Grouse, quail, partridge and other game birds are extremely tasty morsels that need to be cooked properly to maintain moisture. Accenting flavors with things that the birds would forage on is natural. Jelly made from wild berries is a fantastic way to add moisture to birds when cooking, and herbs add just enough flavor to make you want to cook more.
A Texas Crutch is often used when cooking venison, where broth is added to a foil vessel to braise or simmer the meat. This recipe uses jelly, to becomes a sweet liquid when heated, adding moisture and flavor to your birds.
• 2 grouse or partridge, whole, skinned or plucked • 2 heaping Tbsp sour cherry jelly (grape, raspberry, gooseberry, or similar jelly will work) • 2 Tbsp fresh basil, finely chopped • 2 Tbsp fresh flat-leaf parsley, finely chopped • 1 Tbsp fresh dill, finely chopped
• 1 gallon cold water • ¼ cup coarse salt • ¼ cup brown sugar
*I often use the Hi Mountain Jerky Gourmet Gamebird Brine. It is easy to use for upland game birds or waterfowl.
Mix your brine in a sealable container you can store in your fridge or cooler.
Place whole birds in the brine, and leave overnight.
To prepare birds for the grill, remove from brine and rinse thoroughly. Pat dry, and season with salt and pepper.
Smoke and cook birds on a low temperature to add flavor. I use a Camp Chef Smoke Pro, but you can use any smoker where you can control the heat. A regular barbecue will work, and to cook slower try using just one burner on one side, and place the grouse on the other side. The slower you cook the birds, the moister they will stay.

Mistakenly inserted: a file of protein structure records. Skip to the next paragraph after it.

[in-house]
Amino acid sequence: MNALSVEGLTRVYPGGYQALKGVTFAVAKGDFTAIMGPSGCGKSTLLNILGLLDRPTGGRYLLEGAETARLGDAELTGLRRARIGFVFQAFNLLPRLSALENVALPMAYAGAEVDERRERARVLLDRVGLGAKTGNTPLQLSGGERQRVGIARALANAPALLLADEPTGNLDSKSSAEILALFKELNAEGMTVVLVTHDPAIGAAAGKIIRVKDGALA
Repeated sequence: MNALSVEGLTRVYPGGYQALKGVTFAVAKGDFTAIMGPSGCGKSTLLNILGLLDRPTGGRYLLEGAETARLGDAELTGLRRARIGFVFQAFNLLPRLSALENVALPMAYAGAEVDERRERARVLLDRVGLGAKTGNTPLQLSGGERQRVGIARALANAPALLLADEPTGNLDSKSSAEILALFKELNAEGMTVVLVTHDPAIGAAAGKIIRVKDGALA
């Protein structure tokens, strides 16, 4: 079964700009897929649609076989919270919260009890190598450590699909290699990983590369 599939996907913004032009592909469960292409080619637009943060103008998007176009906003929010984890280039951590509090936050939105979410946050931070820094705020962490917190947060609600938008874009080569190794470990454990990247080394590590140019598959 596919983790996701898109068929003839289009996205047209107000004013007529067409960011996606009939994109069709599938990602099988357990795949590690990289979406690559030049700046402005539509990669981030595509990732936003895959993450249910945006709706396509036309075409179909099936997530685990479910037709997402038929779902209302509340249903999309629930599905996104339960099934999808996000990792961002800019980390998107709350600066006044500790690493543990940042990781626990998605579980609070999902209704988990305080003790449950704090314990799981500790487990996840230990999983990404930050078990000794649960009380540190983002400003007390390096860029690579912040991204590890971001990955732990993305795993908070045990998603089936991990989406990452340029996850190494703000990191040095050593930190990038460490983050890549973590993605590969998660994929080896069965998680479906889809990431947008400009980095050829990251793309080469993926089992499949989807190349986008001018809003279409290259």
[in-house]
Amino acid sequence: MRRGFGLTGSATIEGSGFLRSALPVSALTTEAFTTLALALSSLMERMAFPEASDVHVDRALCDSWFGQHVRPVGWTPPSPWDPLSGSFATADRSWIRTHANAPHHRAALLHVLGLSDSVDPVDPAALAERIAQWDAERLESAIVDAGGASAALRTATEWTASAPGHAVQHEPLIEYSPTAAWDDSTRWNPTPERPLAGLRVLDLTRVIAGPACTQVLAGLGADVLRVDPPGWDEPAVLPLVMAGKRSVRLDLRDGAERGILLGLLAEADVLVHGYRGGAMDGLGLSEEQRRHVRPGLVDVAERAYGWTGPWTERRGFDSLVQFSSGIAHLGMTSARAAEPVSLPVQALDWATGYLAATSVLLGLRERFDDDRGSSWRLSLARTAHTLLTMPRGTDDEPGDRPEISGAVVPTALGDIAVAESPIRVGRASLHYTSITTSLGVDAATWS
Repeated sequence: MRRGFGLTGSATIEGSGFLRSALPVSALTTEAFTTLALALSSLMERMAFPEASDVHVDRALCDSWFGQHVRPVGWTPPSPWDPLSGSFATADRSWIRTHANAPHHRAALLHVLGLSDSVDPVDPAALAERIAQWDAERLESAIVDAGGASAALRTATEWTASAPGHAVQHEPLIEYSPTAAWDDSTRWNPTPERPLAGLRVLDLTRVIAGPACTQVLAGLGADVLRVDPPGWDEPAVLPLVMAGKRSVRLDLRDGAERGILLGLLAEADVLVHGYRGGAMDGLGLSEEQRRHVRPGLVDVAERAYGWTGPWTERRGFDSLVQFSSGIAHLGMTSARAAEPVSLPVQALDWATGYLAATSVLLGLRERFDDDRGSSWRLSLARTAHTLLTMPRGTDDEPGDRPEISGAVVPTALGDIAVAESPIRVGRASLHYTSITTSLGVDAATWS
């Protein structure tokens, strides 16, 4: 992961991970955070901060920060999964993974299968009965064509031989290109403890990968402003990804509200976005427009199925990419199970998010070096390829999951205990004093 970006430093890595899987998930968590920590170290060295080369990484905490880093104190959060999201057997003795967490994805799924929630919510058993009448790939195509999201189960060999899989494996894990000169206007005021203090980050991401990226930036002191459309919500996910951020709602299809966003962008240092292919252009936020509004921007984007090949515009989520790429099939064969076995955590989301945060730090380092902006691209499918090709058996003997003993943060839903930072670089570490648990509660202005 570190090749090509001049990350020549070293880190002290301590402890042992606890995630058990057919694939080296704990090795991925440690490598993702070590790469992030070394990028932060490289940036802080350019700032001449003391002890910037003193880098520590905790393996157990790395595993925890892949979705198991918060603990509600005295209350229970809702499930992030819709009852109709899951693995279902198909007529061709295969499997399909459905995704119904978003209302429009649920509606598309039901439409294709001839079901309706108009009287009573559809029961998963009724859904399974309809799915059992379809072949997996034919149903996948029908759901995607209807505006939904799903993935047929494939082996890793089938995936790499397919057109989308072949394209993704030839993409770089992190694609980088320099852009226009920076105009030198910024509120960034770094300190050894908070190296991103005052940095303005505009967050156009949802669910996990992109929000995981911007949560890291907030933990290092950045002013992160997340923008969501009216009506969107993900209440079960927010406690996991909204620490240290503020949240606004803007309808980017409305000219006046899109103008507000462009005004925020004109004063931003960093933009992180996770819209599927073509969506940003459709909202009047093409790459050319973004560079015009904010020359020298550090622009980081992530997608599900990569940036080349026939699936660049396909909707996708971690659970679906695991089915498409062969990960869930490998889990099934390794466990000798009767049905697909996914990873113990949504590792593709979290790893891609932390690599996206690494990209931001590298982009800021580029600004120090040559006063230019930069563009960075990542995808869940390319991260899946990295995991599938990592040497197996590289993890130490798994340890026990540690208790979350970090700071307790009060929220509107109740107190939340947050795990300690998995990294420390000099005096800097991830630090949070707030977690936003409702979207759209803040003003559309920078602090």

Using a meat thermometer, take birds off when they hit 140 °F. Prepare a sheet of foil large enough to wrap the two birds, and spread jelly evenly over the center of the foil, and top with fresh herbs. Place birds breast side down on jelly and seal the foil so no moisture can escape, and put them back on the grill. Turn up the grill to 300°F and let the birds cook another 15-20 minutes. The jelly will liquefy under heat and braise the meat to a finished temperate. The process is like using a “Texas crutch,” which is adding broth to tented meat.
Remove birds from heat and let stand in the foil for 10 minutes. Take the birds from the foil, and drizzle with any remaining jelly/herb mixture.